The ambition of Deep Sky Chile is deceptively simple: hosting clients’ astronomical equipment under what its founders consider among the most advantageous night skies the planet has to offer: a flat mountain top at elevation 5590 feet (1700 meters) along the Río Hurtado Valley in central Chile.
The Deep Sky Chile Team
Franck Jobard, one of the project’s co-founders, is a mechanical engineer with a specialty in optics and microsystems. He began his career in a design office as an engineer in modeling and CAD in micromechanics. For more than 13 years, he then managed a structure of up to fifty employees. An astrophotographer since 2006, he built his automated observatory in 2009 and discovered his first planetary nebula (Jo1) in 2015. Franck and his family will move to Chile by the end of 2018, where he will serve as the project’s onsite engineer and its primary contact in case of maintenance and installation needs.
Cédric Thomas is a network and telecommunications engineer. After studying and working abroad for more than seven years, he returned to France in 2007 and founded his computer company, Operation PC, a company he still manages today. Cédric took his first astro-photograph in 1995, at the age of 16, during the passage of comet Hale-Bopp. In 2008, he built his remote backyard observatory, which still houses his setup, along with those of friends. Thanks to the Internet, they all control their equipment remotely.
The project is assisted by Alain Maury, who heads SpaceObs, a company he founded 15 years ago in the Atacama Desert. Alain offers tourist accommodations in high-end lodges and receives public for astronomical tours. He also hosts robotic telescopes for his customers but has now reached his maximum capacity and cannot accept more clients. Alain is the consultant and business contributor to Deep Sky Chile, who brings more than a decade of relevant hands-on experience to the project.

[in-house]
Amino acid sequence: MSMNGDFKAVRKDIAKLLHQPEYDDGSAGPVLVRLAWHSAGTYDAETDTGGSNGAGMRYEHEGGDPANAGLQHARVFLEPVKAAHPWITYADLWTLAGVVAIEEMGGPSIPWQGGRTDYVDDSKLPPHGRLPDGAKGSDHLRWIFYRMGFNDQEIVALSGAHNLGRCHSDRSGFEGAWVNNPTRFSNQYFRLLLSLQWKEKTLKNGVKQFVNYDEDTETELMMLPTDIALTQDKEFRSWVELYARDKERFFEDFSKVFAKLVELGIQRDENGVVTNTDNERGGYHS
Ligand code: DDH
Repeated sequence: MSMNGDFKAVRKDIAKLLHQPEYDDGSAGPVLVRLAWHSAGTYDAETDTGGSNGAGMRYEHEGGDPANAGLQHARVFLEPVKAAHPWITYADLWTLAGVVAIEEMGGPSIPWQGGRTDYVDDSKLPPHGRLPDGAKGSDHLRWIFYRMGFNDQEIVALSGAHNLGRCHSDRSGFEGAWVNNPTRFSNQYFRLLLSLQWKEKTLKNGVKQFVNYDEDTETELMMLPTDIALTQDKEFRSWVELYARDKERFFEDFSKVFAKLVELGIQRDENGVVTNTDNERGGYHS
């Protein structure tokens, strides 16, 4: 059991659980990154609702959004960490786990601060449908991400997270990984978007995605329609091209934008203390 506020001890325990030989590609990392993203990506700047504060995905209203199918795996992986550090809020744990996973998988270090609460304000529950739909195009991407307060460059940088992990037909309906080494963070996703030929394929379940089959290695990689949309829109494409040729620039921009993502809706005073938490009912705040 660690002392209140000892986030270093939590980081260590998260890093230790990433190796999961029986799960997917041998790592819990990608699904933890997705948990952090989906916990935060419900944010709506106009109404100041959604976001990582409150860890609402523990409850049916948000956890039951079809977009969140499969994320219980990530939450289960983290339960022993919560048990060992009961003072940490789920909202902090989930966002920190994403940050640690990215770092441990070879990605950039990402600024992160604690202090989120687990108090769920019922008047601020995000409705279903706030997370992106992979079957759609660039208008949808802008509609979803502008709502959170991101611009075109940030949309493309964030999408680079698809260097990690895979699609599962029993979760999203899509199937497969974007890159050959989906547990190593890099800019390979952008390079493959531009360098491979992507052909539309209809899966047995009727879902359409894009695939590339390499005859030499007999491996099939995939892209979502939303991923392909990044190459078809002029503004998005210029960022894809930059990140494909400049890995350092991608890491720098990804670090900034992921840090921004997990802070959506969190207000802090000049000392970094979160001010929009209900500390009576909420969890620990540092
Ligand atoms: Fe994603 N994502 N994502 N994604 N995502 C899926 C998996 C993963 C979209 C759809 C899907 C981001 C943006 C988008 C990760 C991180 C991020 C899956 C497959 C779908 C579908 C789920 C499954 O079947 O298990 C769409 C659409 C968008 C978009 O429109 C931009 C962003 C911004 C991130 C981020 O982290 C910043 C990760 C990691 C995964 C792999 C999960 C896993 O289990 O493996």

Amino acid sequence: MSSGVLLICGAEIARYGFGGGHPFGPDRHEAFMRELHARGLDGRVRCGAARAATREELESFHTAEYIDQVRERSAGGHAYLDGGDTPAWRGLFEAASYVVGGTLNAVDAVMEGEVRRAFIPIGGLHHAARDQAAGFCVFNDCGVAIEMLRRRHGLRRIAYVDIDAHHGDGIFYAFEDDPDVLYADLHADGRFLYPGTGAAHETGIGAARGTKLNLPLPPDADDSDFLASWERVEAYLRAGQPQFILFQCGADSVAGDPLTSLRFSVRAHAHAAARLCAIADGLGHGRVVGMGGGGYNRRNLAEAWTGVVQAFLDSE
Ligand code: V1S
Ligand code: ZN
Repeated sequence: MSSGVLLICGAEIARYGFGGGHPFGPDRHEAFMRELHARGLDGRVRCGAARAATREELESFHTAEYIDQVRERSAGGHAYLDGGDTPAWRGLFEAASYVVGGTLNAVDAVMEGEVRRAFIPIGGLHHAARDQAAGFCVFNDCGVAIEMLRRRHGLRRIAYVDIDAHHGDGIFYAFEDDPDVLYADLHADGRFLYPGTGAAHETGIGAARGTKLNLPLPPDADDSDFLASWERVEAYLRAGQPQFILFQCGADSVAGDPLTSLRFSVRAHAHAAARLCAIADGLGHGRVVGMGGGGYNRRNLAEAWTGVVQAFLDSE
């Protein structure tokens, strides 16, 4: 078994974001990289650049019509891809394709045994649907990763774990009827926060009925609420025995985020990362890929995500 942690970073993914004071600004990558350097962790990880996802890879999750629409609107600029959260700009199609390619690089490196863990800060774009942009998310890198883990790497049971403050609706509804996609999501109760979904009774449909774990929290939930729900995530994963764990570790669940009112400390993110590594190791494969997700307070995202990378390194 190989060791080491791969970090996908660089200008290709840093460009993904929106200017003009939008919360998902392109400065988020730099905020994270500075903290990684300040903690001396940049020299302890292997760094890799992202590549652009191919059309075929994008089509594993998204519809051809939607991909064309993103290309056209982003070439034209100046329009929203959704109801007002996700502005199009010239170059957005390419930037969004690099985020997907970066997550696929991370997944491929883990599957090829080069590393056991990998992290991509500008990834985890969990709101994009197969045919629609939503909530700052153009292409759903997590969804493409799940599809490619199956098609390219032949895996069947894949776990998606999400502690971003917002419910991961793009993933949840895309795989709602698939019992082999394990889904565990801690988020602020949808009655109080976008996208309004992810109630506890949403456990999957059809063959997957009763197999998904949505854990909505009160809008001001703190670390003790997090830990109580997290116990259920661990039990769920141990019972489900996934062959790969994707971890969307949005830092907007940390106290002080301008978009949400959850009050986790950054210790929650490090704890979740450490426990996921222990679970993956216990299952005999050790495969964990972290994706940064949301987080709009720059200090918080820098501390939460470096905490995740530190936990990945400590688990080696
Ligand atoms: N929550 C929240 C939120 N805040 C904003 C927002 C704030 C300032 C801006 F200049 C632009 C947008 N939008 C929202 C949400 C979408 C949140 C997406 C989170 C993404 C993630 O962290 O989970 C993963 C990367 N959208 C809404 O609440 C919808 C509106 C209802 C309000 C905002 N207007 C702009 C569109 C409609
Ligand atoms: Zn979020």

The project is also assisted locally by Vigney Gonzalez Rojas, its Chilean legal representative, who lives near the site of the observatories.
Why the Rio Hurtado Valley?
Although the Deep Sky Chile team evaluated other potential locations in Atacama and the Elqui Valley, both of which have excellent worldwide reputations among astronomers, the international popularity of those sites put them at risk of increasing light pollution as they attract ever-greater numbers of tourists. The Rio Hurtado Valley does not, for now, present this risk, and the site’s proximity to the Cerro Tololo and Gemini South observatories should mitigate that risk.
The of the site ultimately chosen by the team, 5900 feet (1700 meters), was judged high enough to be above the inversion layer, but not so high as to threaten year-round accessibility to the site.
Located on a flat mountain top near the Rio Hurtado Valley in the Coquimbo Region, the site offers 360-degree access to the sky. It is several hundred feet above its surrounding terrain in all directions, allowing the prevailing westerly winds to pass smoothly over the site. Therefore, the airflow is laminar, allowing the best possible seeing conditions.
The FWHM median value of seeing conditions there is less than one arc second – average seeing is reported to be approximately 0.5 arc second in summer and 0.6 arc second in winter, with the best measured to date at 0.37 arc second.
The team also claims that the site is among the darkest in the world, measuring 21.85 mags/arcseconds. Recall that the darkest classification on the nine-level Bartle scale – Class 1 – covers 21.7 to 22.0 mags/arcseconds.
Despite these benefits, the site is just one hour 40 minutes from Ovalle or two hours 30 minutes from La Serena, with high-speed Internet access.
But none of these factors matters if the skies aren’t clear, and these are; the Dark Sky Chile team reports 320 clear nights annually. Bottom line: There are few sites in Chile – indeed, in the world – that enjoy more clear nights.